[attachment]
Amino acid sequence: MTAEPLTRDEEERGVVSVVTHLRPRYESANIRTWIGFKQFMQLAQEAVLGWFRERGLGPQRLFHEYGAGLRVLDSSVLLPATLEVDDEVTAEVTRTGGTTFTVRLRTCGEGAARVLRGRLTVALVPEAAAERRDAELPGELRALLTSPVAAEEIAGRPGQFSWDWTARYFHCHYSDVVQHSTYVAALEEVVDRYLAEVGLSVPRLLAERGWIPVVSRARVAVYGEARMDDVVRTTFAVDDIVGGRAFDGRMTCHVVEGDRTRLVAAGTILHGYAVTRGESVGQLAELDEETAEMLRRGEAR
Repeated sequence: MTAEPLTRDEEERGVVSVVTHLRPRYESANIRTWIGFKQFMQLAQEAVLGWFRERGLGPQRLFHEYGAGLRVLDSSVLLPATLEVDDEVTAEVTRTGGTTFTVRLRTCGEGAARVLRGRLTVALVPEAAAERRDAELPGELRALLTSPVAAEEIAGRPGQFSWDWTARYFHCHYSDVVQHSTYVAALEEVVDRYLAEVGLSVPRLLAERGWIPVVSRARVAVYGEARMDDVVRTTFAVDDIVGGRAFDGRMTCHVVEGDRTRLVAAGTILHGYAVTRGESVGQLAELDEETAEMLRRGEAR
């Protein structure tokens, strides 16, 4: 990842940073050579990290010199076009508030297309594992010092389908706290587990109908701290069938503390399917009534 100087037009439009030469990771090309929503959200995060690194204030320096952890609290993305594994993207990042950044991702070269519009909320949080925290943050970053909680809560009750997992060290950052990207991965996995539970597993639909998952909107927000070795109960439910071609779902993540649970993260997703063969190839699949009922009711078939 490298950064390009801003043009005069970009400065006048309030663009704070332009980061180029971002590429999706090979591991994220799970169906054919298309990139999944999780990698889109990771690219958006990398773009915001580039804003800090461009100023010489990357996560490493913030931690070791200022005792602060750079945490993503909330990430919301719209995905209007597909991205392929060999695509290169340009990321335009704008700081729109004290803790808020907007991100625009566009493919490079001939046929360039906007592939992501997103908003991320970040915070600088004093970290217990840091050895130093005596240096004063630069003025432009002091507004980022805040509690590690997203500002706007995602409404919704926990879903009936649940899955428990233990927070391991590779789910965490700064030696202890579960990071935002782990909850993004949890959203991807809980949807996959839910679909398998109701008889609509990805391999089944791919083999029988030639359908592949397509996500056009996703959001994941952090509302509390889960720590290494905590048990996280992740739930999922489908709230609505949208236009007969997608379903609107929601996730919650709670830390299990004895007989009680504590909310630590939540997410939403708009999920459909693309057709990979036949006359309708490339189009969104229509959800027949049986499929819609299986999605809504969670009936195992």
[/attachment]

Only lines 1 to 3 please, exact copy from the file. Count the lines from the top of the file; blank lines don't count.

Amino acid sequence: MTAEPLTRDEEERGVVSVVTHLRPRYESANIRTWIGFKQFMQLAQEAVLGWFRERGLGPQRLFHEYGAGLRVLDSSVLLPATLEVDDEVTAEVTRTGGTTFTVRLRTCGEGAARVLRGRLTVALVPEAAAERRDAELPGELRALLTSPVAAEEIAGRPGQFSWDWTARYFHCHYSDVVQHSTYVAALEEVVDRYLAEVGLSVPRLLAERGWIPVVSRARVAVYGEARMDDVVRTTFAVDDIVGGRAFDGRMTCHVVEGDRTRLVAAGTILHGYAVTRGESVGQLAELDEETAEMLRRGEAR
Repeated sequence: MTAEPLTRDEEERGVVSVVTHLRPRYESANIRTWIGFKQFMQLAQEAVLGWFRERGLGPQRLFHEYGAGLRVLDSSVLLPATLEVDDEVTAEVTRTGGTTFTVRLRTCGEGAARVLRGRLTVALVPEAAAERRDAELPGELRALLTSPVAAEEIAGRPGQFSWDWTARYFHCHYSDVVQHSTYVAALEEVVDRYLAEVGLSVPRLLAERGWIPVVSRARVAVYGEARMDDVVRTTFAVDDIVGGRAFDGRMTCHVVEGDRTRLVAAGTILHGYAVTRGESVGQLAELDEETAEMLRRGEAR
């Protein structure tokens, strides 16, 4: 990842940073050579990290010199076009508030297309594992010092389908706290587990109908701290069938503390399917009534 100087037009439009030469990771090309929503959200995060690194204030320096952890609290993305594994993207990042950044991702070269519009909320949080925290943050970053909680809560009750997992060290950052990207991965996995539970597993639909998952909107927000070795109960439910071609779902993540649970993260997703063969190839699949009922009711078939 490298950064390009801003043009005069970009400065006048309030663009704070332009980061180029971002590429999706090979591991994220799970169906054919298309990139999944999780990698889109990771690219958006990398773009915001580039804003800090461009100023010489990357996560490493913030931690070791200022005792602060750079945490993503909330990430919301719209995905209007597909991205392929060999695509290169340009990321335009704008700081729109004290803790808020907007991100625009566009493919490079001939046929360039906007592939992501997103908003991320970040915070600088004093970290217990840091050895130093005596240096004063630069003025432009002091507004980022805040509690590690997203500002706007995602409404919704926990879903009936649940899955428990233990927070391991590779789910965490700064030696202890579960990071935002782990909850993004949890959203991807809980949807996959839910679909398998109701008889609509990805391999089944791919083999029988030639359908592949397509996500056009996703959001994941952090509302509390889960720590290494905590048990996280992740739930999922489908709230609505949208236009007969997608379903609107929601996730919650709670830390299990004895007989009680504590909310630590939540997410939403708009999920459909693309057709990979036949006359309708490339189009969104229509959800027949049986499929819609299986999605809504969670009936195992």